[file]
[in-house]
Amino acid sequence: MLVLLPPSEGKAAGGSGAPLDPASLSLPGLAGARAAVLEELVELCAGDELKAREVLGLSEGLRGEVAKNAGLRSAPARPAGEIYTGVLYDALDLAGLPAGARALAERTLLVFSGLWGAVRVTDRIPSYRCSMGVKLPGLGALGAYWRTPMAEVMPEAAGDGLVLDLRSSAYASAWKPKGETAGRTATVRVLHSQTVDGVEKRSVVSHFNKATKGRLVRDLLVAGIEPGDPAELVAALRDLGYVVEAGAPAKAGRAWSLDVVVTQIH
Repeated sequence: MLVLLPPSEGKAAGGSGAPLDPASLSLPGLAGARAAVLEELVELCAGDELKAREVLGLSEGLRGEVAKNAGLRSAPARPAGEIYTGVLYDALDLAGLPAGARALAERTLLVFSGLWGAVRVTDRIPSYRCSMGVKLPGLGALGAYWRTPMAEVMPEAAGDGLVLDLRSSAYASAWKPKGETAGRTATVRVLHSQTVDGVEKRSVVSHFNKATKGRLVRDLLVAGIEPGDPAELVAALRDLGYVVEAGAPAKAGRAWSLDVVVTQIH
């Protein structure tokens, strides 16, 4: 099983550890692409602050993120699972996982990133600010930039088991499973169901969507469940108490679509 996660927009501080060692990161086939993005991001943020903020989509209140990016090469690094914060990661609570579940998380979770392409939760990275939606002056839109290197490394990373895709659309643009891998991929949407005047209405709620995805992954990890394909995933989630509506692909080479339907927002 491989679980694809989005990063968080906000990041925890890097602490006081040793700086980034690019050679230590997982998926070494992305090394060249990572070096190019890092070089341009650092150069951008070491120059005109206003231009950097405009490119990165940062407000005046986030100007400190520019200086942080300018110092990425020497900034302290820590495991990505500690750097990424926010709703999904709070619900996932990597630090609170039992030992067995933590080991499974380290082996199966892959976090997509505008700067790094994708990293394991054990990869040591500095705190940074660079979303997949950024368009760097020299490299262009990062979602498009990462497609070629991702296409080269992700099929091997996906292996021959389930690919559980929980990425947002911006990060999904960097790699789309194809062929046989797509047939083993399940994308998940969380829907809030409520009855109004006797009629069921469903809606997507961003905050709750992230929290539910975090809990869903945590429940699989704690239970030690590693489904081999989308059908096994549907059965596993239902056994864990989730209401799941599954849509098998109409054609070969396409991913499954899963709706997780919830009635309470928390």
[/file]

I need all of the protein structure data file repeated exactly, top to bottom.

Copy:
[in-house]
Amino acid sequence: MLVLLPPSEGKAAGGSGAPLDPASLSLPGLAGARAAVLEELVELCAGDELKAREVLGLSEGLRGEVAKNAGLRSAPARPAGEIYTGVLYDALDLAGLPAGARALAERTLLVFSGLWGAVRVTDRIPSYRCSMGVKLPGLGALGAYWRTPMAEVMPEAAGDGLVLDLRSSAYASAWKPKGETAGRTATVRVLHSQTVDGVEKRSVVSHFNKATKGRLVRDLLVAGIEPGDPAELVAALRDLGYVVEAGAPAKAGRAWSLDVVVTQIH
Repeated sequence: MLVLLPPSEGKAAGGSGAPLDPASLSLPGLAGARAAVLEELVELCAGDELKAREVLGLSEGLRGEVAKNAGLRSAPARPAGEIYTGVLYDALDLAGLPAGARALAERTLLVFSGLWGAVRVTDRIPSYRCSMGVKLPGLGALGAYWRTPMAEVMPEAAGDGLVLDLRSSAYASAWKPKGETAGRTATVRVLHSQTVDGVEKRSVVSHFNKATKGRLVRDLLVAGIEPGDPAELVAALRDLGYVVEAGAPAKAGRAWSLDVVVTQIH
């Protein structure tokens, strides 16, 4: 099983550890692409602050993120699972996982990133600010930039088991499973169901969507469940108490679509 996660927009501080060692990161086939993005991001943020903020989509209140990016090469690094914060990661609570579940998380979770392409939760990275939606002056839109290197490394990373895709659309643009891998991929949407005047209405709620995805992954990890394909995933989630509506692909080479339907927002 491989679980694809989005990063968080906000990041925890890097602490006081040793700086980034690019050679230590997982998926070494992305090394060249990572070096190019890092070089341009650092150069951008070491120059005109206003231009950097405009490119990165940062407000005046986030100007400190520019200086942080300018110092990425020497900034302290820590495991990505500690750097990424926010709703999904709070619900996932990597630090609170039992030992067995933590080991499974380290082996199966892959976090997509505008700067790094994708990293394991054990990869040591500095705190940074660079979303997949950024368009760097020299490299262009990062979602498009990462497609070629991702296409080269992700099929091997996906292996021959389930690919559980929980990425947002911006990060999904960097790699789309194809062929046989797509047939083993399940994308998940969380829907809030409520009855109004006797009629069921469903809606997507961003905050709750992230929290539910975090809990869903945590429940699989704690239970030690590693489904081999989308059908096994549907059965596993239902056994864990989730209401799941599954849509098998109409054609070969396409991913499954899963709706997780919830009635309470928390």